My homesick college kid woke me this morning just before 6am. The phone rang and all I heard was crying on the other end with the words, “Mom, it’s me.” I sat up in bed, not fully awake, but aware that it was my homesick kid calling way too early in the morning. Immediately my spidey senses were on alert because we hadn’t talked yesterday.
“Honey, what’s going on? Are you ok?”
Through the sobs he told me that he hadn’t slept all night. He’s got anxiety and waited until just before 6am to call me because he didn’t want to wake me in the middle of the night. He was sitting outside of his dorm in the dark because he didn’t want to wake his roommate.
What unfolded over the next 1.5 hours, painfully slowly with much fishing from me and with breaks because many times he couldn’t stop crying, was that he hadn’t slept because he has what he calls anxiety. Or what the therapist at university called anxiety. Which I had a tough time accepting for a kid who hadn’t had anxiety before going to college, but I’m just a mom and not a professional.
Piece by piece with patience and his willingness to finally express what he meant by anxiety, (because he’s maybe hit rock bottom) I think we finally found the kernel of truth and maybe the source. I’ll admit it was a slow process and I kept praying that I was asking him the right questions and not putting words in his mouth that he’d just parrot back to me in order to be done with my questioning.
He’s been telling me he’s having a hard time adjusting to college because even though he wants to trust people, he feels like it’s hard to make friends. So we worked with that for a bit until finally, four years after his father left, the kid sobbingly said the words:
“I hate Dad. I hate what he did and I don’t think I can ever forgive him.”
What he’s referring to is that when he was 14 years old, his dad (my former husband) told the kids that he wanted a divorce and was moving out in a few weeks. While he said that he loved them, they never heard it because all they heard was divorce. I clearly remember both kids being shocked and sad, but this one sobbed uncontrollably for the longest time because he was younger and hadn’t been aware (or didn’t want to see the changes). Oh hell, who am I kidding? My kids and I cried. We were all shocked that he was leaving (I knew a month beforehand). It was the sudden end to our family life. It was unthinkable. It was the rug being pulled out from under you – where everything you thought you knew for certain is now not and maybe it’s even been a lie. It’s the broken trust and it sent us all, in varying degrees, into a tailspin of emotion.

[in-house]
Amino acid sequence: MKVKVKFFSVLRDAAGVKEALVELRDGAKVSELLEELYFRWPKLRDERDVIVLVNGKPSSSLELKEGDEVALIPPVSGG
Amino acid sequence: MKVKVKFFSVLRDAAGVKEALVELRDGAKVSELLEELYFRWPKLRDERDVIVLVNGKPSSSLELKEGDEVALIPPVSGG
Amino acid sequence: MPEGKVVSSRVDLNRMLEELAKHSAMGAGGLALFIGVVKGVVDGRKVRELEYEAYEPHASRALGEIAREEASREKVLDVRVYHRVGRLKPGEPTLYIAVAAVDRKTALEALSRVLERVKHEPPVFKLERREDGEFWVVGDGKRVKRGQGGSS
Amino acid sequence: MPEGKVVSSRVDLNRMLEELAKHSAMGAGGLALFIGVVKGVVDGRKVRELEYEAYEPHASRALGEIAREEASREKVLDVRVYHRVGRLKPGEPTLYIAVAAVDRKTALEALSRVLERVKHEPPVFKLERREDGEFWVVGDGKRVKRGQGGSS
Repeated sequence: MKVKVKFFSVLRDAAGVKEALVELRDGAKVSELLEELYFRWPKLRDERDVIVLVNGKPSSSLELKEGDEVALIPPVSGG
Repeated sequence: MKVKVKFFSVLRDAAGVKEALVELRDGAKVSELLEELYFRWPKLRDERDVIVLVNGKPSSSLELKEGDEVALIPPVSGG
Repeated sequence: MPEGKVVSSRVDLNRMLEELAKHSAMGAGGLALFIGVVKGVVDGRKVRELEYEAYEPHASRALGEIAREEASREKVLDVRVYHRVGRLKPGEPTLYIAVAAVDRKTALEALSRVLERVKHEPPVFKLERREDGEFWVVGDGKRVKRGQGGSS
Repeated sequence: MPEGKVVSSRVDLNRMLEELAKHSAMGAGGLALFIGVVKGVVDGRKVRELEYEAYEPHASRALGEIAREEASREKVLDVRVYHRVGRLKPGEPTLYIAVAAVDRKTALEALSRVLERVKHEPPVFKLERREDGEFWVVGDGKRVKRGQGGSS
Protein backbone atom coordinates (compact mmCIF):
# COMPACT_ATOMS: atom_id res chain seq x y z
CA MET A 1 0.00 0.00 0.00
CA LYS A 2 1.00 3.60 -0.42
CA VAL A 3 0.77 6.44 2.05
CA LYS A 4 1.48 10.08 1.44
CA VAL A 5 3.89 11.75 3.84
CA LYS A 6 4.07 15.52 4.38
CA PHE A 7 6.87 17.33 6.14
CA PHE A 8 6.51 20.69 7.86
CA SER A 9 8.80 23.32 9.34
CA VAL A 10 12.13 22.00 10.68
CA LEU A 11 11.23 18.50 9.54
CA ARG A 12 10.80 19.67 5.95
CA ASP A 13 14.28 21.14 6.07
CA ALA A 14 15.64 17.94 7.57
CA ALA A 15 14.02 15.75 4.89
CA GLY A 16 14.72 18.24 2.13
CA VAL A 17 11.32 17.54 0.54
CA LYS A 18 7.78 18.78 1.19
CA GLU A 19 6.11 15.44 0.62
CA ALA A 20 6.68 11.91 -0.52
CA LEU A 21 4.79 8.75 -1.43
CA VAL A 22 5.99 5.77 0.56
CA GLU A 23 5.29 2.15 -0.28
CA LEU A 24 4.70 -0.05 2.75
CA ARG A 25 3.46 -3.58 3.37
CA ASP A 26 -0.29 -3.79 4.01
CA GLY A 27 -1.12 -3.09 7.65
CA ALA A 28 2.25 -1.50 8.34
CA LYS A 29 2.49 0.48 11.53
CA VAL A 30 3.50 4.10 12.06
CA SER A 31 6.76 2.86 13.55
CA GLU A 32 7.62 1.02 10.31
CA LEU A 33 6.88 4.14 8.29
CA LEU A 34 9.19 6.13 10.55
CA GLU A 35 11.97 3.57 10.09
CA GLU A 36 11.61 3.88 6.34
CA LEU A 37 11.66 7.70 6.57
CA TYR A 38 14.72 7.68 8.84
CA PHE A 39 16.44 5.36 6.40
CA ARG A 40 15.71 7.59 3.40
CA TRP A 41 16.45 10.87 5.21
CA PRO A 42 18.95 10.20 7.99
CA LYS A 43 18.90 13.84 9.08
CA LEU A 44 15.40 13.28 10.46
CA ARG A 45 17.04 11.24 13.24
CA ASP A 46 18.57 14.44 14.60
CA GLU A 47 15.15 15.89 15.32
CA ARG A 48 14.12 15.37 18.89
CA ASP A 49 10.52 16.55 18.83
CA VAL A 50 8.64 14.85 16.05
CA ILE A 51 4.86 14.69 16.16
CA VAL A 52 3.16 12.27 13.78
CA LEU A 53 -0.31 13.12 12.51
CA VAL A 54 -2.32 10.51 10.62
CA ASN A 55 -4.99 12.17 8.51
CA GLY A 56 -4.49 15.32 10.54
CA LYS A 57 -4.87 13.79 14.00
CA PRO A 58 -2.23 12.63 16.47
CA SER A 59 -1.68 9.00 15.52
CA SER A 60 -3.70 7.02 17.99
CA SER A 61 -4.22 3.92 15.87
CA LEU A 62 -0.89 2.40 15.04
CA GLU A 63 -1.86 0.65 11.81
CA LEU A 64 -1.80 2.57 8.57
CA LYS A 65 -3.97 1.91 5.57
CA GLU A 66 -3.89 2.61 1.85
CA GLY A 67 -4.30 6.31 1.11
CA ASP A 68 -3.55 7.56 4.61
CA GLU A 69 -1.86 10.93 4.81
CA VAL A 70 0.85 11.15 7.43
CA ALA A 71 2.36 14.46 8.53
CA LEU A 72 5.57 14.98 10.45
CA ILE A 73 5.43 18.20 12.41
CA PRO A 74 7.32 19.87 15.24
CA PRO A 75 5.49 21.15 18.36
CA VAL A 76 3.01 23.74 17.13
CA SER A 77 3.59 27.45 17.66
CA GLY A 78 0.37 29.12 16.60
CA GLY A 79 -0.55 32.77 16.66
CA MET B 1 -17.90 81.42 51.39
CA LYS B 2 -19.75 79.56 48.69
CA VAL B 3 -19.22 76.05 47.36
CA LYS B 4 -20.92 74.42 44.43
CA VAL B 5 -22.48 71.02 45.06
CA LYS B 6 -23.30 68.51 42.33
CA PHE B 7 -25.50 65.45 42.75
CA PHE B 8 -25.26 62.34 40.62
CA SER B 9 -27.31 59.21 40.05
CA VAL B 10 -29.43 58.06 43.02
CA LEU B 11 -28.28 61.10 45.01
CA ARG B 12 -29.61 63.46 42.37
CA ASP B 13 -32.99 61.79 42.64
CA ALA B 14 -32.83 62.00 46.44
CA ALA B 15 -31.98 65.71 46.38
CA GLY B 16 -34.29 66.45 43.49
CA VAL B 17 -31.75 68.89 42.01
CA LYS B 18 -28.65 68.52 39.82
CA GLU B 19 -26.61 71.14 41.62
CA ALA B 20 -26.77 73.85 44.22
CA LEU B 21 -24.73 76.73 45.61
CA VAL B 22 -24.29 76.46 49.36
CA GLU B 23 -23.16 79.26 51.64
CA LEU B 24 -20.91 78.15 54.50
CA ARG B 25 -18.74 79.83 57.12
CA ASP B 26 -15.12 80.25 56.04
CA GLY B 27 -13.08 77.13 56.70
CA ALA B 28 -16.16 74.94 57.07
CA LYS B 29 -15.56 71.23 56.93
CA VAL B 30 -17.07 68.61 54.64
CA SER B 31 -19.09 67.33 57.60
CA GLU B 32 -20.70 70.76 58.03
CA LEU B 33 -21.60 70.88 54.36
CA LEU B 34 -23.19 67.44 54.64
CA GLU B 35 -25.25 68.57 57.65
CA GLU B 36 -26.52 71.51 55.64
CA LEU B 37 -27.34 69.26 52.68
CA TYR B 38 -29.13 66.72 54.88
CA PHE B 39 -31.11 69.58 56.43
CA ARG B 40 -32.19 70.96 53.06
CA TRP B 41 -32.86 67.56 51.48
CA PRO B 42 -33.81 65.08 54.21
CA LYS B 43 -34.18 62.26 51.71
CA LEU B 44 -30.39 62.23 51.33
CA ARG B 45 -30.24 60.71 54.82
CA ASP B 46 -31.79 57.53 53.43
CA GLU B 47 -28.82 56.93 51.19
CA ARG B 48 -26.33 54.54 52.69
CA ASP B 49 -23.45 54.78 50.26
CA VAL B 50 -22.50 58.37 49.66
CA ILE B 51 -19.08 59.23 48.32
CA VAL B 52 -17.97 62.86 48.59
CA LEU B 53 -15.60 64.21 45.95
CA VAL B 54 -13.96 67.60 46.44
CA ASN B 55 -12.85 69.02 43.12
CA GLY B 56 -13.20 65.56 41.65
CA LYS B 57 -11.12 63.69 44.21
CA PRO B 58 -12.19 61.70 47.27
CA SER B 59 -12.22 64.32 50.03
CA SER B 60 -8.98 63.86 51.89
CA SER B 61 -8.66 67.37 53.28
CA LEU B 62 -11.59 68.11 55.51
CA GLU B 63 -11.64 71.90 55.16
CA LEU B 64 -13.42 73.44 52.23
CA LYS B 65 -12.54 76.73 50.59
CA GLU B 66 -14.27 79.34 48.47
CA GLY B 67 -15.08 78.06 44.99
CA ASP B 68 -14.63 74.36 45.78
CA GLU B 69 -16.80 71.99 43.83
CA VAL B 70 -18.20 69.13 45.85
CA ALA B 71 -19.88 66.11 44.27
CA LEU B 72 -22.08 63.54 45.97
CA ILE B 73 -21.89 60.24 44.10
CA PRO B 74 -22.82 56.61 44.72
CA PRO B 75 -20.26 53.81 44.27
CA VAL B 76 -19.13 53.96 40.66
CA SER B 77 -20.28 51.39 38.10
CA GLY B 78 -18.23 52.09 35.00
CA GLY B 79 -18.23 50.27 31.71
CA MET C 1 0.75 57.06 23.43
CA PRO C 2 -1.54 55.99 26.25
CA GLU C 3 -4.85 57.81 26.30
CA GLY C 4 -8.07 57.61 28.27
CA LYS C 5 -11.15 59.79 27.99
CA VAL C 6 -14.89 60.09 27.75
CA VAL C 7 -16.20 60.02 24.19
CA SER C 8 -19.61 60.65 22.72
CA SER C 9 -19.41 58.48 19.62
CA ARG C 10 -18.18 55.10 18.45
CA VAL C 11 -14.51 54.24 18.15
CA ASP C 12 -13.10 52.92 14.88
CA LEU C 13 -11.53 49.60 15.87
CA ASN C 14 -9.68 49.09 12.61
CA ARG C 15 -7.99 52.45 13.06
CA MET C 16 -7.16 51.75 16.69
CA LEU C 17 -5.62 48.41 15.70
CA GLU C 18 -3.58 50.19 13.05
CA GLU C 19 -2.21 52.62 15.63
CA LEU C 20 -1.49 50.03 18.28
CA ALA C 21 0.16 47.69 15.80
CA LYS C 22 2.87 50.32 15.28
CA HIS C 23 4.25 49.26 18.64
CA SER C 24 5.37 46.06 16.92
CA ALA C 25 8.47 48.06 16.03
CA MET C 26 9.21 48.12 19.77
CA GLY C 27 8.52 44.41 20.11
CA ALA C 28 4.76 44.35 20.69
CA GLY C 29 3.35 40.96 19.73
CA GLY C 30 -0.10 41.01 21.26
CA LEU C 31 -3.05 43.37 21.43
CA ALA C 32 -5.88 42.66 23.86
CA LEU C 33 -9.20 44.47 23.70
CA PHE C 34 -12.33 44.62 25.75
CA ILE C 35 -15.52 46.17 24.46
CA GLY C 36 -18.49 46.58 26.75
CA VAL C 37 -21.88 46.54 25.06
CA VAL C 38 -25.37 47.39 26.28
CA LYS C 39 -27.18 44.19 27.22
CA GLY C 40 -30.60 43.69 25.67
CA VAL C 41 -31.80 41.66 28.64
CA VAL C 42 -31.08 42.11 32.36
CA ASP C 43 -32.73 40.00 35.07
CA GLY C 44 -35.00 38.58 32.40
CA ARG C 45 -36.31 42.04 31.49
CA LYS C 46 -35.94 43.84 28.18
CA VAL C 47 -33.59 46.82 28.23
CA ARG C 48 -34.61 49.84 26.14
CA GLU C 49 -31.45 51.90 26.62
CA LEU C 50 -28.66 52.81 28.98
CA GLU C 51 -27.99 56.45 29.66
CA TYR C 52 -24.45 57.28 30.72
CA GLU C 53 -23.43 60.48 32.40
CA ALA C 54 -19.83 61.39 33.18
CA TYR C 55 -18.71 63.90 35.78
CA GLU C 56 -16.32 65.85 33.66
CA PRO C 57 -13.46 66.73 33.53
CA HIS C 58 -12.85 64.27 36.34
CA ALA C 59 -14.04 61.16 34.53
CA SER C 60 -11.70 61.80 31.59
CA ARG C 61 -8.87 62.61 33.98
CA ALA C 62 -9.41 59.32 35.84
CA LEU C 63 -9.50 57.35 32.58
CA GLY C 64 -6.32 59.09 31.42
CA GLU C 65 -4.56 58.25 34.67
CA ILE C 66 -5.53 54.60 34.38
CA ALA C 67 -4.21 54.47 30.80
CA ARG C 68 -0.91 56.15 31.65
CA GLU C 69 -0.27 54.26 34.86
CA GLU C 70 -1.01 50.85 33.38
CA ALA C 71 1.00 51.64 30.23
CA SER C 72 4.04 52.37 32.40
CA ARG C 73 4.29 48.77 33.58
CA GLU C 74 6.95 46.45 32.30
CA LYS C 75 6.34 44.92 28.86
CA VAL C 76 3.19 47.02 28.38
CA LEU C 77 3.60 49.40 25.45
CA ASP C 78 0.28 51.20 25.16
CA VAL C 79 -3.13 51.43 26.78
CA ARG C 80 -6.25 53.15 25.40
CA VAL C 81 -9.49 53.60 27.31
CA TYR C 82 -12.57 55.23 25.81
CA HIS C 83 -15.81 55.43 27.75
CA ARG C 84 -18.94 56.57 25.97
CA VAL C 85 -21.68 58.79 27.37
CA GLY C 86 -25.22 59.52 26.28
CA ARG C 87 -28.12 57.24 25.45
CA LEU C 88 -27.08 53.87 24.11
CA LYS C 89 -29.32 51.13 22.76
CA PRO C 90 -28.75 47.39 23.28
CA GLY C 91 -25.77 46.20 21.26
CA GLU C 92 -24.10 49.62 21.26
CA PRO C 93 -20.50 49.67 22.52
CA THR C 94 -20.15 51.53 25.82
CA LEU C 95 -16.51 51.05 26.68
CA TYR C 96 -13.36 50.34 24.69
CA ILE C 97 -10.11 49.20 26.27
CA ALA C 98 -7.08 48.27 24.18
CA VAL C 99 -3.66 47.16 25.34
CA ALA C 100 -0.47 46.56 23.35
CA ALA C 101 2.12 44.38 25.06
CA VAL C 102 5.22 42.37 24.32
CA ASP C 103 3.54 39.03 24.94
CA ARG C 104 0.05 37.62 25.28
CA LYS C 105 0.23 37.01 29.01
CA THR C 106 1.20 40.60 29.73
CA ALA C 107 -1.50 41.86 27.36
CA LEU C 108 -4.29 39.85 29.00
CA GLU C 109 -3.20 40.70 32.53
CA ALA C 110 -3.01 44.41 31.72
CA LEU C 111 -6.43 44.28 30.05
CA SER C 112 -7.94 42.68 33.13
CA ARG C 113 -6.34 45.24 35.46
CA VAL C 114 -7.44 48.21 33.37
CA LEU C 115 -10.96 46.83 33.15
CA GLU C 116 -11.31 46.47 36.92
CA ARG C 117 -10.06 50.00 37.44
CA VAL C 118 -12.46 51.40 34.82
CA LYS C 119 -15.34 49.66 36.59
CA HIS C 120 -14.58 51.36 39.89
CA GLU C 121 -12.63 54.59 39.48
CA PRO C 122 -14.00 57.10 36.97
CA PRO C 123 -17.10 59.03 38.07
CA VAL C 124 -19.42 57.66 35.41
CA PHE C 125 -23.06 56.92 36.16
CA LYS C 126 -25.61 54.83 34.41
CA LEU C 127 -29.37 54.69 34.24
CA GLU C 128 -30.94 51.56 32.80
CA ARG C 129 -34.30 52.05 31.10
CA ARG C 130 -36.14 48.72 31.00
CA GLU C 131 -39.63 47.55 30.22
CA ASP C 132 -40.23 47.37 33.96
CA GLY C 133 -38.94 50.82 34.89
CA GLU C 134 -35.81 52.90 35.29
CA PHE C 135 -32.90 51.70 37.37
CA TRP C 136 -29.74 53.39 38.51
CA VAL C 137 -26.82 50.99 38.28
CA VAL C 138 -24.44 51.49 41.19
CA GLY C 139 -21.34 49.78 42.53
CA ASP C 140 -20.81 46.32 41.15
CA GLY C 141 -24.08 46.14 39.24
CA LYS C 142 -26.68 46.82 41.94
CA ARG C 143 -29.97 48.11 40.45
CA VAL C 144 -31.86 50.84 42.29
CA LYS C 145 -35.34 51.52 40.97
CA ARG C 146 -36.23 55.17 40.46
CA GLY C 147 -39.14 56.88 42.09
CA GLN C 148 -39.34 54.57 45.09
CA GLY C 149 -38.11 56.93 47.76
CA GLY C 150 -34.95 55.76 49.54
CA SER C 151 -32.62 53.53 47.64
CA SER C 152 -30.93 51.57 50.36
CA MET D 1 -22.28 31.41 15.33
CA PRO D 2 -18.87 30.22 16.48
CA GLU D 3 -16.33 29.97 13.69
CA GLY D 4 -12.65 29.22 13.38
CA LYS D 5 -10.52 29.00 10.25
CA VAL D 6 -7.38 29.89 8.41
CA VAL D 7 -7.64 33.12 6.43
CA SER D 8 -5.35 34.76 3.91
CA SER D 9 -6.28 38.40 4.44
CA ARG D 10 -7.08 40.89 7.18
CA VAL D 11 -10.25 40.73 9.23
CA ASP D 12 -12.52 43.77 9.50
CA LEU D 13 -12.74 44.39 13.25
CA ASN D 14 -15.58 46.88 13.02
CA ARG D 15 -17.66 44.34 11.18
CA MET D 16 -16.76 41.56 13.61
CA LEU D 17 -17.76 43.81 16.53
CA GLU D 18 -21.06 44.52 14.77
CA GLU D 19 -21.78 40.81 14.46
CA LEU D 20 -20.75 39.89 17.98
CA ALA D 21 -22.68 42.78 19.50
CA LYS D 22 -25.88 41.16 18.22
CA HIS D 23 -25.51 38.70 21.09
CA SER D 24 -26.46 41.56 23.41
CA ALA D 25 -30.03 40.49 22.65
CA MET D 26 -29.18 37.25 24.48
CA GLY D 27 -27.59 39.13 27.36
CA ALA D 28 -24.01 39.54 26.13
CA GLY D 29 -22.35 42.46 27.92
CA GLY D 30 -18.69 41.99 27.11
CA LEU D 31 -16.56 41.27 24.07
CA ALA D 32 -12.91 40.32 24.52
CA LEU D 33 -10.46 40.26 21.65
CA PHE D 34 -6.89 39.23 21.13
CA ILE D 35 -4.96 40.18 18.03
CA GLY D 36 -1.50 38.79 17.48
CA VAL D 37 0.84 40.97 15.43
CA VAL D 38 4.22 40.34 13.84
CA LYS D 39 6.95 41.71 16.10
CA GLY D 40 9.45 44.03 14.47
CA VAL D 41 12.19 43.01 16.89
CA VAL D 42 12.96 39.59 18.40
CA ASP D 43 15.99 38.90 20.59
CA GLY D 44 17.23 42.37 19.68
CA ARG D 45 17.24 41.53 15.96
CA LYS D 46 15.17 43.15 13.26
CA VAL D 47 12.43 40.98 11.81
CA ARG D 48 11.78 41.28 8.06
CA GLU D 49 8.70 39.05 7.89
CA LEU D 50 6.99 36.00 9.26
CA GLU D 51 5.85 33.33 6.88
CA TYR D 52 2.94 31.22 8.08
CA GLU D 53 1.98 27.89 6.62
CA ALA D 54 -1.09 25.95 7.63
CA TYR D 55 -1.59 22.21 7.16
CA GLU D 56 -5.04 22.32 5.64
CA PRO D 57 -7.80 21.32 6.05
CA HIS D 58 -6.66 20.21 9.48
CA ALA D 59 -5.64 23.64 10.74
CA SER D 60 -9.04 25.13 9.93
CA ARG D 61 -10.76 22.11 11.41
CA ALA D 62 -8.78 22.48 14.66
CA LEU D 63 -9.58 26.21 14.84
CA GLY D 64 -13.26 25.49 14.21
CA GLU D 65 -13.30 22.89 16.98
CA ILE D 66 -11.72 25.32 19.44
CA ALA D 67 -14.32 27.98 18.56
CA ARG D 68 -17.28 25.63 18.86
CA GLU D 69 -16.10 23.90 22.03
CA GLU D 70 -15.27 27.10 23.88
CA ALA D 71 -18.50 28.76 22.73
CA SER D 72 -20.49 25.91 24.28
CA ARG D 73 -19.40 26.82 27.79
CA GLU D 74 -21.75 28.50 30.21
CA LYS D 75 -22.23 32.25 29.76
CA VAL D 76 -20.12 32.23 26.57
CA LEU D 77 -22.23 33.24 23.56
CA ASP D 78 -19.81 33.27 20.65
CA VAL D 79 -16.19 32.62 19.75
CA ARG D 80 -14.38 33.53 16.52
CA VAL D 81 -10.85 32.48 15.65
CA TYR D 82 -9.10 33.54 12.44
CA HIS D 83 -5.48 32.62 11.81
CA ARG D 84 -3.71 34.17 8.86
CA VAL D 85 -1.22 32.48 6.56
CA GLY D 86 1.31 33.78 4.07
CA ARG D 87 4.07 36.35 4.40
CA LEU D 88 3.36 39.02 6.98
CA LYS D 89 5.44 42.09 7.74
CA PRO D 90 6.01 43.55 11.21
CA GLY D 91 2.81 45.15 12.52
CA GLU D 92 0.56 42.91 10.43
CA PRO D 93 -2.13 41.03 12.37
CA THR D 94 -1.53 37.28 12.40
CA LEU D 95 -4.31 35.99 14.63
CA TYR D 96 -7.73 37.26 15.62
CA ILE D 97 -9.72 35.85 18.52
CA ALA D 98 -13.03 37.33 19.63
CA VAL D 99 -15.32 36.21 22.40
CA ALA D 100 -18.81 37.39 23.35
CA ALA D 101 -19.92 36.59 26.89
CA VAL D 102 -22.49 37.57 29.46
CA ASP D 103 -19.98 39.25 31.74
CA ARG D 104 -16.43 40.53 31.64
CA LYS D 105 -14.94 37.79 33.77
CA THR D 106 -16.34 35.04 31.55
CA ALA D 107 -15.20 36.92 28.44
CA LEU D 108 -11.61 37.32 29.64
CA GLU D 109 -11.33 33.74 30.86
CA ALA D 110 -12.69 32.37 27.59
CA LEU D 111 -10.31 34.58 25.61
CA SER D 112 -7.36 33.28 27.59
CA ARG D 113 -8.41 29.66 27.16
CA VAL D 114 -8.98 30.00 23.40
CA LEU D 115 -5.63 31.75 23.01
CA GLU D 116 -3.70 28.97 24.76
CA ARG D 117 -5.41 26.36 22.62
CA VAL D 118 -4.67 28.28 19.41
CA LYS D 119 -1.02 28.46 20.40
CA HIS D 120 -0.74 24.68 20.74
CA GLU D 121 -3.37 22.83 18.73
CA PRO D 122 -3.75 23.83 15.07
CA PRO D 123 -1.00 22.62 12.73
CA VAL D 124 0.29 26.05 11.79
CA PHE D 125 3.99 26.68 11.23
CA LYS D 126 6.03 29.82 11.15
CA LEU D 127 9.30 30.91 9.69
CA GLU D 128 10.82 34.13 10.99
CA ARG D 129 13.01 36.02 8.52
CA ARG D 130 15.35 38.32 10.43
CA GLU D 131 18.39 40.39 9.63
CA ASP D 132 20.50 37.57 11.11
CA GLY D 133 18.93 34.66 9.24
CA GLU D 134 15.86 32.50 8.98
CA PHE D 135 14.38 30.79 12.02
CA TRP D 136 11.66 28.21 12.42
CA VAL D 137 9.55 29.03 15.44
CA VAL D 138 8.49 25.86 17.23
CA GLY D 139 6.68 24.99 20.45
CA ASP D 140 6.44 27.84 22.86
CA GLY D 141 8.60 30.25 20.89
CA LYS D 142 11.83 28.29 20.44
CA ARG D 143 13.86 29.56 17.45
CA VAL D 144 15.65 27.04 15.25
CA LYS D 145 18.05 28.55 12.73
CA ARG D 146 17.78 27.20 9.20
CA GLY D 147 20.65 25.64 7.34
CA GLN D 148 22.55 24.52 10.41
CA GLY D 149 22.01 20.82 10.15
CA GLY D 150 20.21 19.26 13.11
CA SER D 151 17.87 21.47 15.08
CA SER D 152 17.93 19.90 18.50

It was the first time he had said those words out-loud and as much as it grieved me to hear how he felt, I understood. And as quietly as I could, I cried along with him. Because that’s never what I wanted for my kids and their dad. But, it is also, completely understandable how he feels about his absent dad.
And it is most likely, the key to his anxiety at school, his lack of making friends, his not eating, his interminable playing of video games. All ways in which he avoids those feelings, and therefore the festering continues.
“I don’t want to hate him Mom, but I can’t forgive him.”
I wanted to climb through the phone and just hold him in my lap as if he were a little child again. Because I know how that feels myself as the former wife and I can only imagine how it feels as the son. Because here’s the blessing…
I know in his heart, he still loves his Dad, but he’s incredibly hurt. He’s having trust issues and anxiety because he’s never allowed himself to verbalize how he feels. Deep down my kids are sensitive like me (their dad was that way long ago too). They love with their whole hearts and when their hearts break to the core, they don’t want to hate. They want to love. They want to forgive, but they can’t figure out a way to accept what happened with the divorce and all the disconnected behavior from their dad because they’re hurt beyond words. They’ve been suffering for so long and it’s manifested into this anxiety, homesickness and depression.
He’s gone back to sleep for now which is good. He’s not suicidal for which I’m grateful. When he wakes up in a bit, he’s off to the health center to meet with his counselor and to be excused from classes today.
We’ve agreed that we are in this together to heal him. I’m saddened by his reveal and I know how hard it was for him to say it. But I’m really proud of him. I wish I had the relationship with his dad where I could ask him to relate more with his sons, but I do not. So we will heal together. One step at a time.